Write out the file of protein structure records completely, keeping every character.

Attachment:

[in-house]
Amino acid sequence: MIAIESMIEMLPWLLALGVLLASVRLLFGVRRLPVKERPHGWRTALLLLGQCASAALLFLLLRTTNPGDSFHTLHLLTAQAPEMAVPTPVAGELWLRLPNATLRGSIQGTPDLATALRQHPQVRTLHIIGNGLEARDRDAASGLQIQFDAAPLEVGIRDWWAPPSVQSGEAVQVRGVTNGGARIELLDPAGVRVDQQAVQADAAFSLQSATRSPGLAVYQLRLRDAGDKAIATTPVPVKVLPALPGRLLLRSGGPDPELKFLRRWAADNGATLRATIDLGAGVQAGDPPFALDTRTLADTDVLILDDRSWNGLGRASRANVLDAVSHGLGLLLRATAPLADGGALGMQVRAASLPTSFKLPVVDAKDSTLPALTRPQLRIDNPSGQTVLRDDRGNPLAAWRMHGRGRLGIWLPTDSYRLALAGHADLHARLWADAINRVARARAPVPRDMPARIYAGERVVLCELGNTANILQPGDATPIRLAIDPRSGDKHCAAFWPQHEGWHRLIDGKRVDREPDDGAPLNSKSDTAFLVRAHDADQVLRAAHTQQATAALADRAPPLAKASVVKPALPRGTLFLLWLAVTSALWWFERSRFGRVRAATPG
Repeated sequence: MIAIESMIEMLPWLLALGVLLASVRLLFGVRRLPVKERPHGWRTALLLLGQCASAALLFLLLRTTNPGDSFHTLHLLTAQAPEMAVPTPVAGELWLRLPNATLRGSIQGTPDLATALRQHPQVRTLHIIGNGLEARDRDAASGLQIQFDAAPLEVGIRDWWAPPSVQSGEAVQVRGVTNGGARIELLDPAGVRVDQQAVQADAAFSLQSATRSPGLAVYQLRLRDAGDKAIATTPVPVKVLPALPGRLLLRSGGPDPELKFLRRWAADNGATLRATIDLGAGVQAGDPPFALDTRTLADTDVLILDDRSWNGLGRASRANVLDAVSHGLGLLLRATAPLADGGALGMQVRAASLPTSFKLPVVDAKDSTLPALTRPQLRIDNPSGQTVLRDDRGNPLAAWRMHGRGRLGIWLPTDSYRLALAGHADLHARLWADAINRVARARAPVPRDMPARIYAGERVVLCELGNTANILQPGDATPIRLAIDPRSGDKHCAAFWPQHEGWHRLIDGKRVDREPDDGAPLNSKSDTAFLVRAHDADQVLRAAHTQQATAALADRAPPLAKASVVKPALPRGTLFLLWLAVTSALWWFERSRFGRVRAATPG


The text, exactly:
[in-house]
Amino acid sequence: MIAIESMIEMLPWLLALGVLLASVRLLFGVRRLPVKERPHGWRTALLLLGQCASAALLFLLLRTTNPGDSFHTLHLLTAQAPEMAVPTPVAGELWLRLPNATLRGSIQGTPDLATALRQHPQVRTLHIIGNGLEARDRDAASGLQIQFDAAPLEVGIRDWWAPPSVQSGEAVQVRGVTNGGARIELLDPAGVRVDQQAVQADAAFSLQSATRSPGLAVYQLRLRDAGDKAIATTPVPVKVLPALPGRLLLRSGGPDPELKFLRRWAADNGATLRATIDLGAGVQAGDPPFALDTRTLADTDVLILDDRSWNGLGRASRANVLDAVSHGLGLLLRATAPLADGGALGMQVRAASLPTSFKLPVVDAKDSTLPALTRPQLRIDNPSGQTVLRDDRGNPLAAWRMHGRGRLGIWLPTDSYRLALAGHADLHARLWADAINRVARARAPVPRDMPARIYAGERVVLCELGNTANILQPGDATPIRLAIDPRSGDKHCAAFWPQHEGWHRLIDGKRVDREPDDGAPLNSKSDTAFLVRAHDADQVLRAAHTQQATAALADRAPPLAKASVVKPALPRGTLFLLWLAVTSALWWFERSRFGRVRAATPG
Repeated sequence: MIAIESMIEMLPWLLALGVLLASVRLLFGVRRLPVKERPHGWRTALLLLGQCASAALLFLLLRTTNPGDSFHTLHLLTAQAPEMAVPTPVAGELWLRLPNATLRGSIQGTPDLATALRQHPQVRTLHIIGNGLEARDRDAASGLQIQFDAAPLEVGIRDWWAPPSVQSGEAVQVRGVTNGGARIELLDPAGVRVDQQAVQADAAFSLQSATRSPGLAVYQLRLRDAGDKAIATTPVPVKVLPALPGRLLLRSGGPDPELKFLRRWAADNGATLRATIDLGAGVQAGDPPFALDTRTLADTDVLILDDRSWNGLGRASRANVLDAVSHGLGLLLRATAPLADGGALGMQVRAASLPTSFKLPVVDAKDSTLPALTRPQLRIDNPSGQTVLRDDRGNPLAAWRMHGRGRLGIWLPTDSYRLALAGHADLHARLWADAINRVARARAPVPRDMPARIYAGERVVLCELGNTANILQPGDATPIRLAIDPRSGDKHCAAFWPQHEGWHRLIDGKRVDREPDDGAPLNSKSDTAFLVRAHDADQVLRAAHTQQATAALADRAPPLAKASVVKPALPRGTLFLLWLAVTSALWWFERSRFGRVRAATPG